In terms of the storyline itself another important aspect was the colourism within the book. It is true that this is not something we are aware of when we are young, demonstrating just how powerful colonisation still is – this is something tricky to put into a book especially when crafting the right balance so as not to take away from the magic.

Audience Q&A:

Q: Which authors influenced you?
Tomi: Sabaa Tahir, An Ember in the Ashes changed my life and if I get a book tattoo it will be the last two words on the last page. Not only is the prose beautiful but it is about people of colour.
Daniel Jose Older – in his Shadowshaper book, the MC talks about self-esteem issues of coloured women growing up in America, despite it only being a few paragraphs it really stuck with me.

Q: Did your journey researching religious practices impact you as a person and what were the reactions to you writing the book since talking about Orisha is taboo in West Africa as they can be very Christian?
Tomi: A friend in Lagos was told of by their grandma for reading it. It’s a shame but these feelings are remnants of colonisation; do this hard and long enough and your own stories become evil. If you can be okay with Percy Jackson then you can be okay with COBAB.

Q: Having to juggle identities of being black and being American; is this a theme in the book or…?
Tomi: Thanksgiving for us has jollof rice. The outside world just sees you as black, however the experiences you have as individual African Americans can be entirely different, which is why I say “Nigerian American” in my bio. Comparing my journey with people who grew up on a different block goes to show how diverse cultures are.


Thanks so much for reading guys, I hope you enjoyed this whistle stop tour of the Conversation with Tomi Adeyemi! Any thoughts please let me know in the comments!



Author: Holly Black
Title: The Wicked King (The Folk of the Air #2)
Publisher: Hot Key Books
Genre: Fantasy, Young adult
Pages: 336
O.W.L. Grade: Outstanding

You must be strong enough to strike and strike and strike again without tiring.

The first lesson is to make yourself strong.

After the jaw-dropping revelation that Oak is the heir to Faerie, Jude must keep her younger brother safe. To do so, she has bound the wicked king, Cardan, to her, and made herself the power behind the throne. Navigating the constantly shifting political alliances of Faerie would be difficult enough if Cardan were easy to control. But he does everything in his power to humiliate and undermine her, even as his fascination with her remains undiminished.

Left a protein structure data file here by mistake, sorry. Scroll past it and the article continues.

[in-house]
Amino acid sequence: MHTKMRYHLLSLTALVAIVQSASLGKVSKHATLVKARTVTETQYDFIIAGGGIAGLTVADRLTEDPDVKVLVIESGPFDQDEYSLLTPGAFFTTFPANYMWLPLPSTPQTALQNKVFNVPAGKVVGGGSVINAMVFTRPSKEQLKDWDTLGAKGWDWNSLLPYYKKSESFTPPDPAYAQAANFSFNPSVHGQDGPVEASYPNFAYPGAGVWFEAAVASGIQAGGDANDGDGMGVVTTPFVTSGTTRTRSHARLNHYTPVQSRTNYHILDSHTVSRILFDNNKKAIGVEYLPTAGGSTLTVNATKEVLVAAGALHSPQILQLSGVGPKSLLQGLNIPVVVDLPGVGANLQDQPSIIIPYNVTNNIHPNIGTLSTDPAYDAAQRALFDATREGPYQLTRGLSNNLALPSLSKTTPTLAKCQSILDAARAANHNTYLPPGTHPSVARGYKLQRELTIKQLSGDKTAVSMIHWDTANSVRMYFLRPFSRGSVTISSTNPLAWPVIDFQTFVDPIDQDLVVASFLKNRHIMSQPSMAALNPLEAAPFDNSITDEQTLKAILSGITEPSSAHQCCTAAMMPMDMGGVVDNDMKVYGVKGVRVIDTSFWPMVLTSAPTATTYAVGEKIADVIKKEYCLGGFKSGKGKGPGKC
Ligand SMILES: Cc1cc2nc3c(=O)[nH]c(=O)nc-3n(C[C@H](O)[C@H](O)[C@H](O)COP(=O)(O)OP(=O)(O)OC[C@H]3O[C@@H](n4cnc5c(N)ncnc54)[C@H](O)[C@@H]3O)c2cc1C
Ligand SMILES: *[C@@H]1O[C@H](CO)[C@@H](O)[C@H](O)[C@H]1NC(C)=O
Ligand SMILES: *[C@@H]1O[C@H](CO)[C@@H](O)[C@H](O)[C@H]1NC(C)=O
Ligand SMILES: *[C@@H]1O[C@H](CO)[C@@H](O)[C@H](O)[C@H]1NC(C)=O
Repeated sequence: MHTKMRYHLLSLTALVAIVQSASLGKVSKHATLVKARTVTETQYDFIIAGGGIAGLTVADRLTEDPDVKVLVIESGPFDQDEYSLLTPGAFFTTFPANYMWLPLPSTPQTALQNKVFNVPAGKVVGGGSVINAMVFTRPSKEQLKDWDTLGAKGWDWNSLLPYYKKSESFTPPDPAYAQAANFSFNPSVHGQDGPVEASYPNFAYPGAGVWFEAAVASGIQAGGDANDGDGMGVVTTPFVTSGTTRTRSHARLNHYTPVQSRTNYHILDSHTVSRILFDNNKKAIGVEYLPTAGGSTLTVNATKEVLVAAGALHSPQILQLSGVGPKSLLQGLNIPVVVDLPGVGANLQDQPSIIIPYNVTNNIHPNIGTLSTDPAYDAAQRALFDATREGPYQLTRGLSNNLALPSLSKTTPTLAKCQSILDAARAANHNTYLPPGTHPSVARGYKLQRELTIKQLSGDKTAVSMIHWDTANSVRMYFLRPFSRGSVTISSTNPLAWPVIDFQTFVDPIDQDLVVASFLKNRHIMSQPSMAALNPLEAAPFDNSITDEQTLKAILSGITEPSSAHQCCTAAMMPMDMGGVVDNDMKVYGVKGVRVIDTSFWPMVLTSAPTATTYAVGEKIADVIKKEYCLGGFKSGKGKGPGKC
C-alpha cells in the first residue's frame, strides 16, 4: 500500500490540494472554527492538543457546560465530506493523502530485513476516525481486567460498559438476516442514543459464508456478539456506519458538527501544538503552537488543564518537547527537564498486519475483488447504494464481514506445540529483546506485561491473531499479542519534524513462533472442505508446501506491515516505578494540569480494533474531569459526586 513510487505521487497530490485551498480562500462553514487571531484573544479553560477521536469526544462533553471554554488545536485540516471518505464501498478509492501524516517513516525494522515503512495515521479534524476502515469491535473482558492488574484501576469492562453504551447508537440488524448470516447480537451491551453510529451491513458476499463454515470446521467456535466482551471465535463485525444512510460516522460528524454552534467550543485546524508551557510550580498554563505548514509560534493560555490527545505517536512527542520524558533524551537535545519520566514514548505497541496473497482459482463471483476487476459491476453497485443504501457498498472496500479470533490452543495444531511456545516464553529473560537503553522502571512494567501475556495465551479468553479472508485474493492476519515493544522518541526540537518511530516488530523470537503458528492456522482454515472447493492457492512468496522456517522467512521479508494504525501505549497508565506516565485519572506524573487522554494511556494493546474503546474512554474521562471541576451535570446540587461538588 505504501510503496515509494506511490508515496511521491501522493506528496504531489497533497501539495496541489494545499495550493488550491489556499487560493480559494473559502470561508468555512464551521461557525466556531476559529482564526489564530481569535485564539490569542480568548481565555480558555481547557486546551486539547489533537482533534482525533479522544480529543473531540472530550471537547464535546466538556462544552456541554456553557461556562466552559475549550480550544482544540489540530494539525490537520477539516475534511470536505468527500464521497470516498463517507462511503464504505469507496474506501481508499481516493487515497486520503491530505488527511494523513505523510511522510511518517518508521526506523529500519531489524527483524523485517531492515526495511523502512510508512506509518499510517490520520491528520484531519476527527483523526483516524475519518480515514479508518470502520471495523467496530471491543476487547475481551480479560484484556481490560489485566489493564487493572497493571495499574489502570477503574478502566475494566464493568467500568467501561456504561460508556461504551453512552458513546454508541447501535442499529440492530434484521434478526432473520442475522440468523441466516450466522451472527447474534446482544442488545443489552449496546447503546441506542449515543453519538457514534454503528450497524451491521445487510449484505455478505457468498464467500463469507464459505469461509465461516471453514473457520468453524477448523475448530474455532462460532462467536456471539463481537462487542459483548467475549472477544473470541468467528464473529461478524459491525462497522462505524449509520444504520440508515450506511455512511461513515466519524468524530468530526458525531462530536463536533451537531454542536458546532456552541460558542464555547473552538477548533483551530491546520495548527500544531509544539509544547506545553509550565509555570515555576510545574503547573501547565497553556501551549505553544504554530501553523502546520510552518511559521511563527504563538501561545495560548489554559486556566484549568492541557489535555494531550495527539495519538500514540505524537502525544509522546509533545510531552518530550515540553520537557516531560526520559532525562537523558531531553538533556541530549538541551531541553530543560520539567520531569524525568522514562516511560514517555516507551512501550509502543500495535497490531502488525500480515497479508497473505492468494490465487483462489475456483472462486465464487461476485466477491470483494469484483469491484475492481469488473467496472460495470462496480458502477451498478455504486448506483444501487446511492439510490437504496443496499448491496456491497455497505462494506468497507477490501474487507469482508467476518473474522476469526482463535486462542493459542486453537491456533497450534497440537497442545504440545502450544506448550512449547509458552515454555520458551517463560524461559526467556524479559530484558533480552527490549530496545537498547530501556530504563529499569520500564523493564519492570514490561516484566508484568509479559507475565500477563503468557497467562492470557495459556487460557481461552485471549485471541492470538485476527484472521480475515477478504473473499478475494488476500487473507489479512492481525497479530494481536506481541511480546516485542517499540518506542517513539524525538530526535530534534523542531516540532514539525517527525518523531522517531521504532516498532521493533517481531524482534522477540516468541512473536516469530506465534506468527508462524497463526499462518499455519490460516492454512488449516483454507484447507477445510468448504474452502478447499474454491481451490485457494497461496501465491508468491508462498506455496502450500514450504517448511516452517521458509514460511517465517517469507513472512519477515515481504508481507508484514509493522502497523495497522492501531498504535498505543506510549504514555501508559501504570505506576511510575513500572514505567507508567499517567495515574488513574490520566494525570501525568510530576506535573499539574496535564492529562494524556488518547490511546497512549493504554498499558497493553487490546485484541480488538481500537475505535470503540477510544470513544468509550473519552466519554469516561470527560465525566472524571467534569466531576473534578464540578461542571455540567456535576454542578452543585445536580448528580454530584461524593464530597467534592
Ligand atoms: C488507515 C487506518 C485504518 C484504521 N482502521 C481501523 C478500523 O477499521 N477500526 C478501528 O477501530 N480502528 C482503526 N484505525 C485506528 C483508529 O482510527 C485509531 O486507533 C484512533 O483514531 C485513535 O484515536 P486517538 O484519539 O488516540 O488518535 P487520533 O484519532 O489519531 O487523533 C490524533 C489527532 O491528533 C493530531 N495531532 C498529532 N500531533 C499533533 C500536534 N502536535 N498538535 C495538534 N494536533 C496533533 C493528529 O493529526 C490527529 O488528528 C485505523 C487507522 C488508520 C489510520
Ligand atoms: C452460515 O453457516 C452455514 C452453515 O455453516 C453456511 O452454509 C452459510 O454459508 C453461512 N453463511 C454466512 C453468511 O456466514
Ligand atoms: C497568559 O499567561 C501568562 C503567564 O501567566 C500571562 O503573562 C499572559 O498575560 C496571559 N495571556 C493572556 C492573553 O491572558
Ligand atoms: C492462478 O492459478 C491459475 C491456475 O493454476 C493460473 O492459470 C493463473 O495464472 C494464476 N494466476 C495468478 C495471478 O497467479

When it becomes all too clear that someone close to Jude means to betray her, threatening her own life and the lives of everyone she loves, Jude must uncover the traitor and fight her own complicated feelings for Cardan to maintain control as a mortal in a Faerie world.

thewickedking_coverWell done, Holly Black. Well done. So I was lucky enough to receive and e-ARC of The Cruel Prince a little over a year ago, and to be honest upon first receipt I wasn’t aware of how big this franchise was going to be. I vaguely remembered the name Holly Black but it was soon brought to my attention that both she, and her books, are a big deal. Forgive me, I was still relatively new to the book blogger scene back then. But as a result of this major hype, I expected The Cruel Prince to move mountains, yet for me it just didn’t. I didn’t like the characters; Jude was annoying, and Cardan was a spoiled brat and bully, but I did love the story, and the world created. These two point were enough to convince me to continue with the series, after all the characters may grow into their roles.

I was not disappointed. Nearly all of the characters, particularly our protagonists, have matured following the events at the end of The Cruel Prince, and seem to fill their roles so much better than before. There are still certain storylines that I’m unsure of but I now have substantial arguments for these storylines to be happening, so I’m coming around to them. Also I bought the Waterstones exclusive and those deleted scenes are everything I need to start crafting theories about the future of The Folk of the Air.

Though I considered the storyline and plot in book #1 to be really great, this instalment to the series surpassed even those, something which often a second book in a series fails to do. But the levels of intricacy and the seamless combining of these storylines in The Wicked King are something else and brings this story out of the pages and into the 3-dimensional world. Combined with the excellent scenery description and fuller characters, this book really comes to life and it’s marvellous to behold.

I love the deceit and games that undoubtedly come coupled with storylines involving the Fae – in any franchise, and this book provides on this front too, with a combination of plotting and action ensuring the pacing is superb. I like that this is also told from just one point of view, I think this is particularly effective when certain plots come into play and you’ll look back and see subtle pointers but just seeing it from Jude’s point of view means that it’s almost as shocking to the reader as it is to her.

Overall this book definitely deserves an Outstanding, and if you have the opportunity to get your hands on an exclusive version with the deleted scenes then do so! The book is great on its own but I promise you’ll end up with a book hangover and will want those extra few pages!

If you’ve already read this I’d love to hear your thoughts in the comments!